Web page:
Note: Puerto Rico is an incorporated U.S. territory in the Caribbean with a total population of around 3.5 million people, 12.5% of whom are black or sub-Saharan African. As such, people born in Puerto Rico are natural-born citizens of the United States. The territory operates under a local constitution, and Puerto Ricans elect a governor. However, Puerto Rico lacks voting members in the U.S. House of Representatives and the U.S. Senate, both of whom have plenary jurisdiction over it under the Puerto Rico Federal Relations Act of 1950. A 2012 referendum showed a majority (54% of Puerto Rico’s electorate) disagreed with “the present form of territorial status” and preferred full statehood in the USA. (Source)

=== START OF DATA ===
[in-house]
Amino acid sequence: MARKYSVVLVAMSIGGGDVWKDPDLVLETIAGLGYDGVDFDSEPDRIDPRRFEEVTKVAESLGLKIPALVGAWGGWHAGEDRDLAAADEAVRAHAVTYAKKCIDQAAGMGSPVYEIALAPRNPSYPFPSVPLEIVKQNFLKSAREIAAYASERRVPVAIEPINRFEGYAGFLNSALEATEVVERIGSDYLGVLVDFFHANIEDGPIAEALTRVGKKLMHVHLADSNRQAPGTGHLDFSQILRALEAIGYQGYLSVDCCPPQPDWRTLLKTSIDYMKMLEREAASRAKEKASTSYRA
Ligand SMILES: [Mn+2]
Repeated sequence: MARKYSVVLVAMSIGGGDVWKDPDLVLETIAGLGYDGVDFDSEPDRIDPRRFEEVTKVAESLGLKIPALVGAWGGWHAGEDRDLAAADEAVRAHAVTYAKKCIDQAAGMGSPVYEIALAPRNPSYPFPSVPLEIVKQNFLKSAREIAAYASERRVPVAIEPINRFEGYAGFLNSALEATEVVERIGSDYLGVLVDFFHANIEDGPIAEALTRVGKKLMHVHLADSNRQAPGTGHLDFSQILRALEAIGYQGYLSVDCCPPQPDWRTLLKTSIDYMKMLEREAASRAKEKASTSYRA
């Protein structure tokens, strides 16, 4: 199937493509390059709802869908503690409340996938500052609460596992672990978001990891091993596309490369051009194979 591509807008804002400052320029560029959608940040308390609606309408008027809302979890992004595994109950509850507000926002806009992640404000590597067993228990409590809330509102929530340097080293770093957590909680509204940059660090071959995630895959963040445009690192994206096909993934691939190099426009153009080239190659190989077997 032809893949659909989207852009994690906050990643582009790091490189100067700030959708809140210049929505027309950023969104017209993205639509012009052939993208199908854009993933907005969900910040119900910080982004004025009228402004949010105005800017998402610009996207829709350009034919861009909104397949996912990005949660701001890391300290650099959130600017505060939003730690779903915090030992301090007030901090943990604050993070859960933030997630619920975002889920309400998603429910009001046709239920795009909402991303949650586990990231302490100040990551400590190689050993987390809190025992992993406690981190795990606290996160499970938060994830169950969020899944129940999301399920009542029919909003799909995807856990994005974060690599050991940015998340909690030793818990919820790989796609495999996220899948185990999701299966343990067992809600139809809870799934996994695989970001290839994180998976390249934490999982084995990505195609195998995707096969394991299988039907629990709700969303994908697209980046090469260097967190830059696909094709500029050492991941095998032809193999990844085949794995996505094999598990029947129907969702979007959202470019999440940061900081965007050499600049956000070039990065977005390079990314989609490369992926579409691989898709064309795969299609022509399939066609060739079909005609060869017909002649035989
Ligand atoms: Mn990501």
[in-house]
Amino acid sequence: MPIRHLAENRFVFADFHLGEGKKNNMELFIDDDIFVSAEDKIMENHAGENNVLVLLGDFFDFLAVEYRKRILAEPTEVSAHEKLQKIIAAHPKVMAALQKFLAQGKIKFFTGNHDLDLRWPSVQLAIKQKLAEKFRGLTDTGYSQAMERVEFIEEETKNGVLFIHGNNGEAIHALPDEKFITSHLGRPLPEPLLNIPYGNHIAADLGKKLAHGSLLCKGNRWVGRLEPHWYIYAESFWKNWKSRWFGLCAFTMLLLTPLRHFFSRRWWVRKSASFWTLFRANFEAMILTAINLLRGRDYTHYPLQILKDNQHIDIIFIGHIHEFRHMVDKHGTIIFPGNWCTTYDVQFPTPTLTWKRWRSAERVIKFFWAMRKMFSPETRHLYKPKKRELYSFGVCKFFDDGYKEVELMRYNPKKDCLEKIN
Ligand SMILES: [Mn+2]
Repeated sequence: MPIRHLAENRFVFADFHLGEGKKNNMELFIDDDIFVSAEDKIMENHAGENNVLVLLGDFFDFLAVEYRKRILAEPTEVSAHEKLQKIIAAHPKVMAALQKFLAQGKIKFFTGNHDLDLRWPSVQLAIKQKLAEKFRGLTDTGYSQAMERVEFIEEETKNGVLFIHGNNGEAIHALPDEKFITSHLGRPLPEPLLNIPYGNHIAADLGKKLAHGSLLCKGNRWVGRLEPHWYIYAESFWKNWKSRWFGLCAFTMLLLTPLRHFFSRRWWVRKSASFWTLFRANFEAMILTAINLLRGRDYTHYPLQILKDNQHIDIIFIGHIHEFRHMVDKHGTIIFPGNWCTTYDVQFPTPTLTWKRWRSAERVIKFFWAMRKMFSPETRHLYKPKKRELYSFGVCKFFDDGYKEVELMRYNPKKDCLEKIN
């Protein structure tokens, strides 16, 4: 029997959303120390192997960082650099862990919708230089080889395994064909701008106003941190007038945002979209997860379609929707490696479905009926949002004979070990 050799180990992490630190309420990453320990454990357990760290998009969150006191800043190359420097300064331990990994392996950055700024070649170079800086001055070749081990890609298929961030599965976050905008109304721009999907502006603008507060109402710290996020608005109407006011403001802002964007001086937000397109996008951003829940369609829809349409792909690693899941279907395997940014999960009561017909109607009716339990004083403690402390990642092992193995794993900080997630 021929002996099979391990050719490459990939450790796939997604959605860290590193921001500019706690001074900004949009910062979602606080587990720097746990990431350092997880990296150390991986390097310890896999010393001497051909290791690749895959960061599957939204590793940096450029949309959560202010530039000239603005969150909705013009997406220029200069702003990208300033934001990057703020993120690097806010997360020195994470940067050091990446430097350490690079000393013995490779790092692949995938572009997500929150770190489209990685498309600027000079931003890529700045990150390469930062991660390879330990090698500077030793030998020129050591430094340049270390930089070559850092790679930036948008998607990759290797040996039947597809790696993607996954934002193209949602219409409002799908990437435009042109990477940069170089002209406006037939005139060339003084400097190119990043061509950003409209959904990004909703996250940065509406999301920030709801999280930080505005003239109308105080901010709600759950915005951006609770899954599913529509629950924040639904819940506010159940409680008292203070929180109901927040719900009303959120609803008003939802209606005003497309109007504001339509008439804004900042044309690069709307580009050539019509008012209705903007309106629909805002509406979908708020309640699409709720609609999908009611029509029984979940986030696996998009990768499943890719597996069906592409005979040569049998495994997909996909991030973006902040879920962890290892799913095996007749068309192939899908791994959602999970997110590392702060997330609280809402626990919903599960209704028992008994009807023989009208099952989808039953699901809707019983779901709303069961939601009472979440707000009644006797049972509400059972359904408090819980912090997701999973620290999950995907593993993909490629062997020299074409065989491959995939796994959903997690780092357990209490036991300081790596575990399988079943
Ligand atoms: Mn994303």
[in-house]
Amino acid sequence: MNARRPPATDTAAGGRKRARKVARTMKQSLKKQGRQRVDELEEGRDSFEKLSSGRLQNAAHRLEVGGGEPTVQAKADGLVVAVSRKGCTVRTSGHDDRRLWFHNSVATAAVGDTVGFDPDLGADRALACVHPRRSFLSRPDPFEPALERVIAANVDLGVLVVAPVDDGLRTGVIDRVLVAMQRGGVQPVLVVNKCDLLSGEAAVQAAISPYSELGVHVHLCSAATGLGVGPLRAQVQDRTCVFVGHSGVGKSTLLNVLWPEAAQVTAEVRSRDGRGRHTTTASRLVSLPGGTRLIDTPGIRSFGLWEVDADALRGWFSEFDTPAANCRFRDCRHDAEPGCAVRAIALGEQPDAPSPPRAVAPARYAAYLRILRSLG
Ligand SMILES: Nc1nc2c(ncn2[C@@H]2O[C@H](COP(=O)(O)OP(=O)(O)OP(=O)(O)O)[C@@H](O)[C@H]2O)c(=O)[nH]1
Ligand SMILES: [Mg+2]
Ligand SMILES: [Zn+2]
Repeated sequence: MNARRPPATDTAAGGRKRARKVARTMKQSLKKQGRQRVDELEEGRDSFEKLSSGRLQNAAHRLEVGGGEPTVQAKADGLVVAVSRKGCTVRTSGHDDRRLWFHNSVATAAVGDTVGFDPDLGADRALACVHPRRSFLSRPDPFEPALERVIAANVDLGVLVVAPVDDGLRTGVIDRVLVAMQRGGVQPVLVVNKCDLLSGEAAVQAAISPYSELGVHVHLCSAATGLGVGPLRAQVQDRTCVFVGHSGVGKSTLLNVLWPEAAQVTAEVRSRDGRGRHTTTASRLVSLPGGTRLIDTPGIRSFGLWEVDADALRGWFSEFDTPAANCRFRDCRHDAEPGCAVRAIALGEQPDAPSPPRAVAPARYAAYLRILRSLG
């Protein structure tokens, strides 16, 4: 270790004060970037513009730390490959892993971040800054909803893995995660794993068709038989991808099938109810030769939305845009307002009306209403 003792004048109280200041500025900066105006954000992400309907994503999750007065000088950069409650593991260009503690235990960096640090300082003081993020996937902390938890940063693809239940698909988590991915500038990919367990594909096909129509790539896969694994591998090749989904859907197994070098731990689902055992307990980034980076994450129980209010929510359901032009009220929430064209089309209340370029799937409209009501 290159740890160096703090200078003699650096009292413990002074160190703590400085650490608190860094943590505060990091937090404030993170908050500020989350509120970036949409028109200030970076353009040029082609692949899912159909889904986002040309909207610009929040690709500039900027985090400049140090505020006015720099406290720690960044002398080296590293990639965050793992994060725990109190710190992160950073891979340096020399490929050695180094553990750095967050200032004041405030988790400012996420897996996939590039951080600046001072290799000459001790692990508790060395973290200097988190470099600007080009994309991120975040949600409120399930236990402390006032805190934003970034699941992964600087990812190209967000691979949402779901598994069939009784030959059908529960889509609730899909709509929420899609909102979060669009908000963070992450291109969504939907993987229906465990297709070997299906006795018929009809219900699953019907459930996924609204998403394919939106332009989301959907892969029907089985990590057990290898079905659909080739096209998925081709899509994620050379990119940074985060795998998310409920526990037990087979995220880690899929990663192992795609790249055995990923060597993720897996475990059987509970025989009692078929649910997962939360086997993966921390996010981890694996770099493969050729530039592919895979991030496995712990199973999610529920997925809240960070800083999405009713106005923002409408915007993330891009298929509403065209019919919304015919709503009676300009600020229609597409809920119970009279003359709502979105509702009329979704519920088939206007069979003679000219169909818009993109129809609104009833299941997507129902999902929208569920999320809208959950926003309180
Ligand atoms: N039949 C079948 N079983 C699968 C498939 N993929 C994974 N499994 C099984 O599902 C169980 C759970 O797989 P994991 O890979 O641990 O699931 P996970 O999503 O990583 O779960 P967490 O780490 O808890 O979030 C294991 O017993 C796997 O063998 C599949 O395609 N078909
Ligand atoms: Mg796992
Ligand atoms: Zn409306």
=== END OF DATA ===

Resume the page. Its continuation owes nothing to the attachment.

As reported by CNN on August 9, 2016, more than a million Puerto Ricans now live in Florida, a number that rivals the state’s Cuban population who have long dominated Latino political power in Florida. A majority of recent new residents are resettling in the counties along the “I-4 corridor” in Central Florida, which is known as a crucial swing region for elections.

Esteban Garces, the Florida state director of Mi Familia Vota, a “progressive” advocacy group that aims to register more than 30,000 Latino voters in the state before Election Day, said: “Central Florida is a key region of this swing state. And there’s a swing vote in this swing region in this swing state, and that’s the Latino vote. Specifically, it’s the Puerto Ricans. They’re going to decide really who the next president is.”